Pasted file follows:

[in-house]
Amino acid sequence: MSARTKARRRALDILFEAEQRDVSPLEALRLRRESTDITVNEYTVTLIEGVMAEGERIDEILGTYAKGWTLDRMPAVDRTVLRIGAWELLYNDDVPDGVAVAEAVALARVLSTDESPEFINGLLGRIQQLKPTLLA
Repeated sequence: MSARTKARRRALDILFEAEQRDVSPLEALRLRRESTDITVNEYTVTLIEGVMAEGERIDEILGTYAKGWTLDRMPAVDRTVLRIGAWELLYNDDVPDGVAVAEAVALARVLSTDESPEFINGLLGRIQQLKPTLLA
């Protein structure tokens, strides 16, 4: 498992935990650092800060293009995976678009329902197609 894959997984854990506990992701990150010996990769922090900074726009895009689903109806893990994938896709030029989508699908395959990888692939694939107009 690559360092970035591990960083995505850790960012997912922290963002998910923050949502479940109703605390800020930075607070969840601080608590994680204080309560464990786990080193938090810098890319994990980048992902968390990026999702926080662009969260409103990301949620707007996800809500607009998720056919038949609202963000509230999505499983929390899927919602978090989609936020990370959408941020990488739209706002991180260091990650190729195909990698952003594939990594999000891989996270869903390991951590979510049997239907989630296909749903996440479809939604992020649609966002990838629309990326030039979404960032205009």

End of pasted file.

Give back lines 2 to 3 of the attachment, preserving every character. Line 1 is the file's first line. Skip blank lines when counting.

Amino acid sequence: MSARTKARRRALDILFEAEQRDVSPLEALRLRRESTDITVNEYTVTLIEGVMAEGERIDEILGTYAKGWTLDRMPAVDRTVLRIGAWELLYNDDVPDGVAVAEAVALARVLSTDESPEFINGLLGRIQQLKPTLLA
Repeated sequence: MSARTKARRRALDILFEAEQRDVSPLEALRLRRESTDITVNEYTVTLIEGVMAEGERIDEILGTYAKGWTLDRMPAVDRTVLRIGAWELLYNDDVPDGVAVAEAVALARVLSTDESPEFINGLLGRIQQLKPTLLA